On June 24, it was publicly announced that Tweed Marijuana Inc (operator of Tweed Inc) and Bedrocan Cannabis Corp. have entered into a definitive arrangement agreement in which Tweed will acquire all of the issued and outstanding shares of Bedrocan Canada.

Tweed Marijuana Inc. (TMI) will function as a holding company for both Tweed Inc and Bedrocan. The deal would establish TMI as the world’s largest publicly traded medical marijuana producer. The acquisition is intended to be implemented by way of plan of arrangement and is currently expected to close by the end of August 2015.

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Vancouver First City in Canada to Regulate Illegal Marijuana Shops

Vancouver has become the first city in Canada to take the initiative to regulate medical marijuana dispensaries that had been providing medical marijuana illegally to licensed patients.

This move is a response to the Marihuana for Medical Purposes Regulations (MMPR) which in a sense drives patients to purchase their medicine from only licensed producers (LPs). The mayor of Vancouver, Gregor Robertson, and the city council showed little patience for how the federal government has failed to adequately and reasonably provide access to medical marijuana. This has led to an explosion of medical dispensaries in Vancouver that can better accommodate access to medical marijuana.

The emergence of such technology is another reminder that cannabis legalization is upon us and with it the need for further knowledge on the composition of the plant as it pertains to safe dosages.

The regulations aim to strike a balance between keeping marijuana away from youth and providing medicine for patients in need. The regulations include a $30,000 license fee, a ban on edibles, and restrictions on locating within 300 metres of schools, community centres, and each other.

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Colorado Supreme Court Rules That Employees Can Be Fired for Their Marijuana Use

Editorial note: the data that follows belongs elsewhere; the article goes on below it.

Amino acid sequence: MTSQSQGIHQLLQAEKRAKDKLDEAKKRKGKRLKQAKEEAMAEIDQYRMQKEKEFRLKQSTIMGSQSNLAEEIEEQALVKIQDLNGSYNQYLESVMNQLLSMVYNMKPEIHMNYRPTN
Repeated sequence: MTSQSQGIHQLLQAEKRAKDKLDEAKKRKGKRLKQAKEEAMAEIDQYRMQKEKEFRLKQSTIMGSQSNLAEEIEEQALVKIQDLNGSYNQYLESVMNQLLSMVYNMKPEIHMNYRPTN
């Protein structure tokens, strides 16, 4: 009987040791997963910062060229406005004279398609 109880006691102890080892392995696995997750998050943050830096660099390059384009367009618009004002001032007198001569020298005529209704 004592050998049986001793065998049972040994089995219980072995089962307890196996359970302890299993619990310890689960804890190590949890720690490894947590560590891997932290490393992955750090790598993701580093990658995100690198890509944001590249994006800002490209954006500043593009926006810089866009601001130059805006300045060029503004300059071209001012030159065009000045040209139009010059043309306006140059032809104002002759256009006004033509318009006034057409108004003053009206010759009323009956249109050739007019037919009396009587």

Brandon Coats, a registered medical marijuana user in Colorado, was fired in 2010 after a positive test for marijuana during a random drug test. Mr. Coats is a quadriplegic who worked for Dish Network in Colorado and uses medical cannabis at home during his non-work hours.

The Supreme Court in Colorado has ruled that Brandon Coats’ use of medical marijuana outside of his working hours was not “lawful” due to the inconsistency of the state and federal law and thus there were reasonable grounds for his dismissal. Further, the decision states that employees who engage in an activity such as the use of medical marijuana that is permitted by state law but unlawful by federal law are not protected under Colorado’s Lawful Activities statute.

This court case continues to highlight the ambiguity of marijuana laws everywhere. It also shows the limitations of the state laws that have allowed marijuana legalization since marijuana remains listed as a Schedule 1 controlled substance by the federal government‎ of the United States.

Maine Rejects Bill To Legalize Marijuana In That State

The Maine House of Representatives has rejected a bill that seeks to legalize marijuana for recreational use in the state. The bill would allow adults 21 and over to possess up to an ounce of marijuana and would set up a system to regulate and tax it. The bill also needs approval by voters in a statewide election. The Democratic-controlled House voted 98-45 against the bill on Monday June 22. It will now be considered by the Republican-controlled Senate.